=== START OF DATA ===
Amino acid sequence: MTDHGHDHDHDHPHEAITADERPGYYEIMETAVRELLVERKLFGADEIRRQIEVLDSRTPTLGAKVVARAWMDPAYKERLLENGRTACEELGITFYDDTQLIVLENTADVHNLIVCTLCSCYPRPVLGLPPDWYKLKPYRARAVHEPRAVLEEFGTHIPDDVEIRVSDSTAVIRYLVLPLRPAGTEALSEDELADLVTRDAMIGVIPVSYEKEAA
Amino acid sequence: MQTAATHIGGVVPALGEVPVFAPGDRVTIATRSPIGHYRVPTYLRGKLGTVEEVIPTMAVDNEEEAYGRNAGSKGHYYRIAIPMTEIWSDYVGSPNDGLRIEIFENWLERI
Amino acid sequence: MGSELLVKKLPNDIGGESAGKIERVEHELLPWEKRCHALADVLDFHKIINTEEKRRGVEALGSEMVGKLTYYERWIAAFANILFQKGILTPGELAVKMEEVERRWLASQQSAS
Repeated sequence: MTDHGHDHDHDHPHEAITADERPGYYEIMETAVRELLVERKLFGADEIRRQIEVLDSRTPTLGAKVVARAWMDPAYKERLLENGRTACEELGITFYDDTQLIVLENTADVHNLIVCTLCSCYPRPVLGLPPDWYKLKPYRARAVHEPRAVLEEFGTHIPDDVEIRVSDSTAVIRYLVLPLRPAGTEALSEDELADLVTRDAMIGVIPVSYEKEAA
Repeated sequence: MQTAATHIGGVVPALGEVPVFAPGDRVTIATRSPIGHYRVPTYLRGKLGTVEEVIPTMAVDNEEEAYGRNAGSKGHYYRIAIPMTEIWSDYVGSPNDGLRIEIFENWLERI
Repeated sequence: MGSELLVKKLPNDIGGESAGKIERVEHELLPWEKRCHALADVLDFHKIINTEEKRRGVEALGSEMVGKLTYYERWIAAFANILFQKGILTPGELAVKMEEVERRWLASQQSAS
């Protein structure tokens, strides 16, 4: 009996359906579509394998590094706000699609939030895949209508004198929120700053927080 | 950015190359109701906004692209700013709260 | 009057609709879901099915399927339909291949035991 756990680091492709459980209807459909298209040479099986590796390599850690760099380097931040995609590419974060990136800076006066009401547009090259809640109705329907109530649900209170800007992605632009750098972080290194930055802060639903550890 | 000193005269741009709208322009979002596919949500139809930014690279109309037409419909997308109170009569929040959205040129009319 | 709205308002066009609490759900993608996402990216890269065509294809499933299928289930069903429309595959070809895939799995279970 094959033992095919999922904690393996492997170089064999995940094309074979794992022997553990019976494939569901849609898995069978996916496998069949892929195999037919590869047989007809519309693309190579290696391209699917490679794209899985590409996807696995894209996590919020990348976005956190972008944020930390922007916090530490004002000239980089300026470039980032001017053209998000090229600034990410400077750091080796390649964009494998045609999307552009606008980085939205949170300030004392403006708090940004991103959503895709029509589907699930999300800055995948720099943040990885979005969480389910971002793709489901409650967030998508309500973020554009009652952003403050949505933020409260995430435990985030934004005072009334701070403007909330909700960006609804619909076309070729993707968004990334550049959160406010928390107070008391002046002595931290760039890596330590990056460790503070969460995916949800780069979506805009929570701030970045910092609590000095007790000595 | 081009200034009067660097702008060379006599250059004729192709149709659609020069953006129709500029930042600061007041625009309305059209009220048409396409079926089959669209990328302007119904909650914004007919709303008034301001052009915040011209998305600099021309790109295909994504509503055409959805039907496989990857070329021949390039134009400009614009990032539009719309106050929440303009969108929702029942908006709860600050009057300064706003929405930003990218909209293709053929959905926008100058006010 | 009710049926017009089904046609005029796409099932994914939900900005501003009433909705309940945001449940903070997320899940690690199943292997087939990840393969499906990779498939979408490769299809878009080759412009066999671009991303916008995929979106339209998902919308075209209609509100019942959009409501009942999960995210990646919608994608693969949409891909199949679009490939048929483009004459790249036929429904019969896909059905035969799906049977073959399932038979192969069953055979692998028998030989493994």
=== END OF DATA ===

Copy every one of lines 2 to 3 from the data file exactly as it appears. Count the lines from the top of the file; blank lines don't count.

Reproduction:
Amino acid sequence: MQTAATHIGGVVPALGEVPVFAPGDRVTIATRSPIGHYRVPTYLRGKLGTVEEVIPTMAVDNEEEAYGRNAGSKGHYYRIAIPMTEIWSDYVGSPNDGLRIEIFENWLERI
Amino acid sequence: MGSELLVKKLPNDIGGESAGKIERVEHELLPWEKRCHALADVLDFHKIINTEEKRRGVEALGSEMVGKLTYYERWIAAFANILFQKGILTPGELAVKMEEVERRWLASQQSAS